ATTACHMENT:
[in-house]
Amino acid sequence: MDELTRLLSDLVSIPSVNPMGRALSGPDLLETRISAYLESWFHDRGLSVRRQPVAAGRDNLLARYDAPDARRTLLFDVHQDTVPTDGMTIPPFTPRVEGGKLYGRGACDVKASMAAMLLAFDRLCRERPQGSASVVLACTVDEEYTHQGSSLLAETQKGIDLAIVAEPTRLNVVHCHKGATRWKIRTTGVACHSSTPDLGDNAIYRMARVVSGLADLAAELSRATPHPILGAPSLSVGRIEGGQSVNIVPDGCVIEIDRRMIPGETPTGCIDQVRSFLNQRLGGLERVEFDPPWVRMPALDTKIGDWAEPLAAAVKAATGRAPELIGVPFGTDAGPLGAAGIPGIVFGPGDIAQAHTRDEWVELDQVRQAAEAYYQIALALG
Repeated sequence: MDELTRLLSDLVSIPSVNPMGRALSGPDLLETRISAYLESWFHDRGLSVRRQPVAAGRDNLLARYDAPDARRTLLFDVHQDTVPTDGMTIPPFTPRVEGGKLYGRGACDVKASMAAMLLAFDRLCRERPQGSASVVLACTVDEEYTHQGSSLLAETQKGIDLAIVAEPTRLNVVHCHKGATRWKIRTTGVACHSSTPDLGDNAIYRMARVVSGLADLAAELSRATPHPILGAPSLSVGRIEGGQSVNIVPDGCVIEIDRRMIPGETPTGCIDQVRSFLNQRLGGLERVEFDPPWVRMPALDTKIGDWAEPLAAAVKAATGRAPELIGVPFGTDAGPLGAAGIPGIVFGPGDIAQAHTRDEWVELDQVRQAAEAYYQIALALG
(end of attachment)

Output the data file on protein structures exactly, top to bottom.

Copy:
[in-house]
Amino acid sequence: MDELTRLLSDLVSIPSVNPMGRALSGPDLLETRISAYLESWFHDRGLSVRRQPVAAGRDNLLARYDAPDARRTLLFDVHQDTVPTDGMTIPPFTPRVEGGKLYGRGACDVKASMAAMLLAFDRLCRERPQGSASVVLACTVDEEYTHQGSSLLAETQKGIDLAIVAEPTRLNVVHCHKGATRWKIRTTGVACHSSTPDLGDNAIYRMARVVSGLADLAAELSRATPHPILGAPSLSVGRIEGGQSVNIVPDGCVIEIDRRMIPGETPTGCIDQVRSFLNQRLGGLERVEFDPPWVRMPALDTKIGDWAEPLAAAVKAATGRAPELIGVPFGTDAGPLGAAGIPGIVFGPGDIAQAHTRDEWVELDQVRQAAEAYYQIALALG
Repeated sequence: MDELTRLLSDLVSIPSVNPMGRALSGPDLLETRISAYLESWFHDRGLSVRRQPVAAGRDNLLARYDAPDARRTLLFDVHQDTVPTDGMTIPPFTPRVEGGKLYGRGACDVKASMAAMLLAFDRLCRERPQGSASVVLACTVDEEYTHQGSSLLAETQKGIDLAIVAEPTRLNVVHCHKGATRWKIRTTGVACHSSTPDLGDNAIYRMARVVSGLADLAAELSRATPHPILGAPSLSVGRIEGGQSVNIVPDGCVIEIDRRMIPGETPTGCIDQVRSFLNQRLGGLERVEFDPPWVRMPALDTKIGDWAEPLAAAVKAATGRAPELIGVPFGTDAGPLGAAGIPGIVFGPGDIAQAHTRDEWVELDQVRQAAEAYYQIALALG